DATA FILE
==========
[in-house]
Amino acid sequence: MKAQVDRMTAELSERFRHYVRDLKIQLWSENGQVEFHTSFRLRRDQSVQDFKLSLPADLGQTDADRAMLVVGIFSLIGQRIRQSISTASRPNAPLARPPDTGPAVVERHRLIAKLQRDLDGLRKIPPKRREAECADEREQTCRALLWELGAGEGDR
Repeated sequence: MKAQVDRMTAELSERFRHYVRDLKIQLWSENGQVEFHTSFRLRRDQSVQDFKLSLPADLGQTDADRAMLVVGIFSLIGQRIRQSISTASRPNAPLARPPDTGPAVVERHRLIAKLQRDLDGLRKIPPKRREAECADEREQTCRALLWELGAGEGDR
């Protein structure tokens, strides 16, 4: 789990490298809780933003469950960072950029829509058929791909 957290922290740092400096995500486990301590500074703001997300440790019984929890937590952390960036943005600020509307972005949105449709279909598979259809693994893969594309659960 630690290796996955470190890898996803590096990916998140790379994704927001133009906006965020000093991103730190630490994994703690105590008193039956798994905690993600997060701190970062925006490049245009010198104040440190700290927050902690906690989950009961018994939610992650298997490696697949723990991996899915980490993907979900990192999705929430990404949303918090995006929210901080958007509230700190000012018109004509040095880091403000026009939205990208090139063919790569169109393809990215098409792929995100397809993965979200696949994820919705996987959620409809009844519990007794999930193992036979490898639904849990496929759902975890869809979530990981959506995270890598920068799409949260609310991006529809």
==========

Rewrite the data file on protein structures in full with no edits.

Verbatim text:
[in-house]
Amino acid sequence: MKAQVDRMTAELSERFRHYVRDLKIQLWSENGQVEFHTSFRLRRDQSVQDFKLSLPADLGQTDADRAMLVVGIFSLIGQRIRQSISTASRPNAPLARPPDTGPAVVERHRLIAKLQRDLDGLRKIPPKRREAECADEREQTCRALLWELGAGEGDR
Repeated sequence: MKAQVDRMTAELSERFRHYVRDLKIQLWSENGQVEFHTSFRLRRDQSVQDFKLSLPADLGQTDADRAMLVVGIFSLIGQRIRQSISTASRPNAPLARPPDTGPAVVERHRLIAKLQRDLDGLRKIPPKRREAECADEREQTCRALLWELGAGEGDR
């Protein structure tokens, strides 16, 4: 789990490298809780933003469950960072950029829509058929791909 957290922290740092400096995500486990301590500074703001997300440790019984929890937590952390960036943005600020509307972005949105449709279909598979259809693994893969594309659960 630690290796996955470190890898996803590096990916998140790379994704927001133009906006965020000093991103730190630490994994703690105590008193039956798994905690993600997060701190970062925006490049245009010198104040440190700290927050902690906690989950009961018994939610992650298997490696697949723990991996899915980490993907979900990192999705929430990404949303918090995006929210901080958007509230700190000012018109004509040095880091403000026009939205990208090139063919790569169109393809990215098409792929995100397809993965979200696949994820919705996987959620409809009844519990007794999930193992036979490898639904849990496929759902975890869809979530990981959506995270890598920068799409949260609310991006529809």